In start-up businesses the entrepreneur will usually make all the sales. As the business grows, a sales team is often recruited. The entrepreneur may retain important customers and keep responsibility for some product lines.
Some arrangements like this work very well, but if your sales force is underperforming and you still have to bring in the bulk of the income, you need to take action. A typical result of this situation is a deteriorating relationship between demotivated sales people and the frustrated entrepreneur.
Do not automatically blame the toxic situation exclusively on the sales people – your own actions and omissions may be causing the problem.
The right people
Finding the right sales people is a challenge; you need strong enthusiastic people who see sales as a desirable career, not just a place to earn some money until they get a ‘real job’.
Your company probably does not yet have well-known brands or comprehensive sales support, so recruit those who can work in this environment. Ask the right questions. They must enjoy learning on their own, be self-reliant and work hard with little supervision. They must also fit the culture of your company.
You may unconsciously assume that new sales people share your product knowledge, work ethic, and feelings of being responsible for the business succeeding. You will need to build these characteristics with training, motivation, communication, mentoring and rewards. The investment of even large amounts of money and time in these aspects pays dividends.
Be fair. If sales people are on commission make sure they make enough money to devote themselves enthusiastically to selling; if they can’t pay their bills they will moonlight, start a sideline business or steal your customers or money.
Give a guaranteed commission for a longer than expected introductory period so they are able to build their sales and prospect funnel and become self-sustaining. When a sales person succeeds, pay even huge commissions willingly and celebrate this success. Never reduce commission because it is ‘too high’.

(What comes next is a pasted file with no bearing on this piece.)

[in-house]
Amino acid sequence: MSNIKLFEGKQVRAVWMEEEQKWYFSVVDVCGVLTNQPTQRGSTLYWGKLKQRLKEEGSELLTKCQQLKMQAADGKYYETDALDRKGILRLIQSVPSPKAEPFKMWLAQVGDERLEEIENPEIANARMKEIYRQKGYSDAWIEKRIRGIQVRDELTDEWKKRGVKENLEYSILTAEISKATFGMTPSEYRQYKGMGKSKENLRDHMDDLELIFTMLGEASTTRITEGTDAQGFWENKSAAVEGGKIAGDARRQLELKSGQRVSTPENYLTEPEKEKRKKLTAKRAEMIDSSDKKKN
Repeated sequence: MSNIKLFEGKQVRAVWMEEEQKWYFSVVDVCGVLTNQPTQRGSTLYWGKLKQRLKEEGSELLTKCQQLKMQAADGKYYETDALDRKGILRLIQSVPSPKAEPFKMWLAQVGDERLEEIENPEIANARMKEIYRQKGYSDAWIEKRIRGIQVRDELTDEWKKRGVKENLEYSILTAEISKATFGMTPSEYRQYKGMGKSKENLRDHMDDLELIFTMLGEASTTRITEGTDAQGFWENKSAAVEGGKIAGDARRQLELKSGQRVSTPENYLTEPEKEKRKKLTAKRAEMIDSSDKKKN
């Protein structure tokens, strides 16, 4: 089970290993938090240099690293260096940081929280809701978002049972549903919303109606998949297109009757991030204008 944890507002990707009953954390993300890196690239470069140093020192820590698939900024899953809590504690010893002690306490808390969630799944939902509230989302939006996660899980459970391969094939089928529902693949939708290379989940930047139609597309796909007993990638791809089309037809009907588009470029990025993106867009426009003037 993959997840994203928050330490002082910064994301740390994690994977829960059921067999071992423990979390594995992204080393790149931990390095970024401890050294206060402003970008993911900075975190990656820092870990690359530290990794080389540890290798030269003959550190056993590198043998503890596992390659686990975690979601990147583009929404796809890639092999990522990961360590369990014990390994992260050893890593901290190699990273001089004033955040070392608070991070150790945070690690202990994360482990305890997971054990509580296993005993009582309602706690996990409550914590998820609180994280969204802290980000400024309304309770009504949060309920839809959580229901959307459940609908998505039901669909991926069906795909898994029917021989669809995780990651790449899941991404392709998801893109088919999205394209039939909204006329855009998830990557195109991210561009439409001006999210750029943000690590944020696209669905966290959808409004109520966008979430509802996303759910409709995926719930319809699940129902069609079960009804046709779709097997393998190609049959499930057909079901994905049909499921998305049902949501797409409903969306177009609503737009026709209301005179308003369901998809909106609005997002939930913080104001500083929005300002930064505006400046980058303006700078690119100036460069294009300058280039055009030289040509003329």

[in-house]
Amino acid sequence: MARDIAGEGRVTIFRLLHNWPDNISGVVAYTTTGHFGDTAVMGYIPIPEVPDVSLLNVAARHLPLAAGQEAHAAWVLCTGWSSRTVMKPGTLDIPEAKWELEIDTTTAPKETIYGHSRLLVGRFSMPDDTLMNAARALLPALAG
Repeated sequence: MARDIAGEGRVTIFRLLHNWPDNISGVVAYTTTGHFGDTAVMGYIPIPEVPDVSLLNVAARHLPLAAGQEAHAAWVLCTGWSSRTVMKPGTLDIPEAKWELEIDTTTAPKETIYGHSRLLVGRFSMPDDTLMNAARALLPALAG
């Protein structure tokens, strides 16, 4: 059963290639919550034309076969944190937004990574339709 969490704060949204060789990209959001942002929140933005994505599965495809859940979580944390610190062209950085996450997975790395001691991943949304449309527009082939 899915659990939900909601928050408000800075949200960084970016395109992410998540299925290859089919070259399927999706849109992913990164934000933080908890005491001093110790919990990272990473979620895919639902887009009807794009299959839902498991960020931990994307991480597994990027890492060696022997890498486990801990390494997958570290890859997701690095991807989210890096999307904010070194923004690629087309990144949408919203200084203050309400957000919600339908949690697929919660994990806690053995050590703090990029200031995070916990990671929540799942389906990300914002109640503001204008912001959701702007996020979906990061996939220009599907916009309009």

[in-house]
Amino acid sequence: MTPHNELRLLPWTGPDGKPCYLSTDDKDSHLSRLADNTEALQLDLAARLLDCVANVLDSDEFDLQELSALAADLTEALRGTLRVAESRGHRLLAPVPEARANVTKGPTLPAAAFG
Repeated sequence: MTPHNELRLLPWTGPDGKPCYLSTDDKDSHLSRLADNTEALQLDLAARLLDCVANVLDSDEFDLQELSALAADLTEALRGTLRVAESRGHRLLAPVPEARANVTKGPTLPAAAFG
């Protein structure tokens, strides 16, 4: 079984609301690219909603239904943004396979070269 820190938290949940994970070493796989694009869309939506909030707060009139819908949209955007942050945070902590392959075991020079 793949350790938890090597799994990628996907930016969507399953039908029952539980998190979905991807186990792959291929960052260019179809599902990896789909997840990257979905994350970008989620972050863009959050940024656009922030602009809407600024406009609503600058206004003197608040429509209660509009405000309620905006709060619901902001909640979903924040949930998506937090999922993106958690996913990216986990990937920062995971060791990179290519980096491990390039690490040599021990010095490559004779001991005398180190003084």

Few entrepreneurs are experienced sales managers, but this does not deter them from taking the sales manager’s role, just as they have taken many management roles in building the business.
If this is you, unless your sales force is performing well, learn the art of sales management to improve overall performance. Sales management is a highly specialised skill, and is time intensive; invest appropriately.
Be aware of your management style and be consistent with it. If you are a micro-manager, recruiting independent spirits will cause clashes. Tell sales candidates in the interview how they will be managed and get agreement. If they under-perform, find out why this is before changing management style.
Reasons may be laziness, overpriced products, insecurity, unrealistic targets or many others. Real horror stories come from other managers, often in production or finance using lower than expected sales to intervene and micro-manage free spirits or scorn those who need lots of support.
Sales teams work best with good marketing and good sales support; sales aids, technical back-up, market research, reference customers, lead generation and an effective Internet presence.
They will sell more if the products have a good brand identity and your company is respected. All of this consumes time and money but it is a mistake to try to avoid brand development and sales support.
Throwing untrained sales people into the market with unknown products and little sales support is a recipe for failure for even the most skilled sales person.
One of the best growth strategies your business can implement is a team of skilled, supported and motivated sales people selling well marketed products to targeted customers.
They spread the reach of the company, bring back market intelligence and customer information and will motivate and enthuse the whole staff. Investment in recruitment, training, support and branding is a small price to pay for this return.